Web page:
They’ve been called waste people. Offscourings. Lubbers. Bogtrotters. Rascals. Rubbish. Squatters. Crackers. Clay-eaters. Tackies. Mudsills. Scalawags. Briar hoppers. Hillbillies. Low-downers. White niggers. Degenerates. Rednecks. Trailer trash. Swamp people.
But most people call them white trash. And, some would say, many of them are the supporting base of Donald Trump’s rise to prominence.
These are the descriptive titles Nancy Isenberg has given poor whites in “White Trash: The 400-Year Untold History of Class in America,” published June 21, 2016.
We are raised to believe America is the land of equal opportunity for all. Isenberg squashes this myth — but not in the way you might expect. She does not defame America for its sinful treatment of blacks, but for its class structure that primarily abused poor, white southerners.
“White Trash” reexamines American history through the lens of socioeconomic class.
Although all history prior to the New World is viewed in terms of ruling class versus the common people, American historians tragically—or rather, purposefully—leave out important class distinctions.
Colonists came to the New World for religious and economic freedom, according to the mainstream narrative. But Isenberg suggests the colonists were “roguish highwaymen, mean vagrants, Irish rebels, known whores, and an assortment of convicts.” Few people went to the colonies to pursue a “divine plan” or establish a “city upon a hill.” She says the British Crown sent “waste people” to work in a “waste land.”
Isenberg avoids the left-right paradigm of American history. This gives her freedom to criticize American history, without dismissing it because of its blunders, such as slavery.
Isenberg illuminates a belief widely held from America’s colonization to the Civil War: “Slavery was a dangerous contagion spreading death and decay, and feeding a class war by ‘depopulating’ the nation of its white inhabitants.”
By “depopulating,” Isenberg means slavery rendered poor whites useless. White trash could not find work, and some did not desire to work. Those who didn’t want work starved and ate clay, while those who wanted work moved West in search of it.
Slave-owners and upper-class whites convinced white trash of the necessity of slavery. They claimed the Southern economy could not survive without it.
According to the southern traveler and writer Hinton Helper, “Economies dependent on one source of wealth created extreme class conditions.”
In the South’s case, cotton created huge class divisions. But the biggest factor was poor whites’ belief that even though they lived in squalor, they were still viewed more highly than slaves, which was not true. Slave-owning whites despised white trash.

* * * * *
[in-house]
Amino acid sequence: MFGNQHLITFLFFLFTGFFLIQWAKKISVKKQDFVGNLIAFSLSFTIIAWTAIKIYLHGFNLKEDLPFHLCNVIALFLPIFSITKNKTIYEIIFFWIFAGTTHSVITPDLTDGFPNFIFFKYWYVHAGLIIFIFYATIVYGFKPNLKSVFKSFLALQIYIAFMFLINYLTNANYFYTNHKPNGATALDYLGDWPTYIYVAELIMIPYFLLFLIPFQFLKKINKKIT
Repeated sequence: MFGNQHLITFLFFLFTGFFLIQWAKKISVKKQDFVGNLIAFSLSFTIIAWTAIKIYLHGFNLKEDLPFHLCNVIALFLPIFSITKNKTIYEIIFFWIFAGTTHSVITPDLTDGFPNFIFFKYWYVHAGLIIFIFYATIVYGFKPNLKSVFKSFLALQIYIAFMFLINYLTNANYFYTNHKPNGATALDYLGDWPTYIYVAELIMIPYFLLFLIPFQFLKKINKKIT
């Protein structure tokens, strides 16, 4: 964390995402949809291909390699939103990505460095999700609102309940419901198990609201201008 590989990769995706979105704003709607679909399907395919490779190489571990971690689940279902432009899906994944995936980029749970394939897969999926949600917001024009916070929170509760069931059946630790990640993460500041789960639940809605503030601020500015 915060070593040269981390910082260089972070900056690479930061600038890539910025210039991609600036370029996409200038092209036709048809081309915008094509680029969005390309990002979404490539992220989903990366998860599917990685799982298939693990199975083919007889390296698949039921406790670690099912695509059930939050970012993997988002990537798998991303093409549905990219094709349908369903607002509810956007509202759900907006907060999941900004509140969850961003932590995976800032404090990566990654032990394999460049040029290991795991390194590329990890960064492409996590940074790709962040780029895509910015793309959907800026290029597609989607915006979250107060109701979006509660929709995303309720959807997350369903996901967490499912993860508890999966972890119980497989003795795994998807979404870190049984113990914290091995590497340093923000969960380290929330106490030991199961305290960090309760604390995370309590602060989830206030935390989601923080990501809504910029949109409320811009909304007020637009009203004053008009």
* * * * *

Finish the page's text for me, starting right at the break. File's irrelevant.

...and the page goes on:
Isenberg summarized Helper’s view of white trash: “Their ignorance and docility had made them worse than Russian serfs when they compliantly voted the ‘slaveocrats’ into office time and again.”
Perhaps the most shocking section of “White Trash” is Andrew Johnson’s speech to a South Carolinian delegation, in which he said, “While this rebellion has emancipated a great many negroes, it has emancipated still more white men.”
Isenberg criticizes the government’s failure to establish a market economy: “A slave economy monopolized the soil while closing off opportunities for non-slaveholding white men to support their families and advance in a free-market economy,” Isenberg said.
Unfortunately, Isenberg seems to have abandoned the possibility of a truly free market economy.
“Markets did not at any time, and do not now, magically pave the way for the most talented to be rewarded; the well-connected were and are preferentially treated,” she said.
Isenberg does not give a clear-cut solution to the problem of a perpetual underclass; she only shows it exists.
Whether markets or government intervention provide the solution to America’s class structure is at the center of the United States’ political debates.
The 2016 presidential race is proof that two of Isenberg’s findings ring true for American voters in 2016. Donald Trump, a man who speaks in short, powerful phrases at about a fourth-grade level, appeals to the American voter who “had to be wooed for his vote. He had no patience for a candidate who refused to speak his language.”
And the man who tweeted that “The beauty of me is that I’m very rich” knows how to participate in Andrew Jackson’s “game of brag.”
Trump exemplifies Isenberg’s thesis: Those born into wealth and power rule America, while the scalawags, lubbers, and mudsills buy into their charade and allow their reign to continue.
“White Trash: The 400-Year Untold History of Class in America” was Released June 21, 2016, and can be bought at major booksellers and Amazon.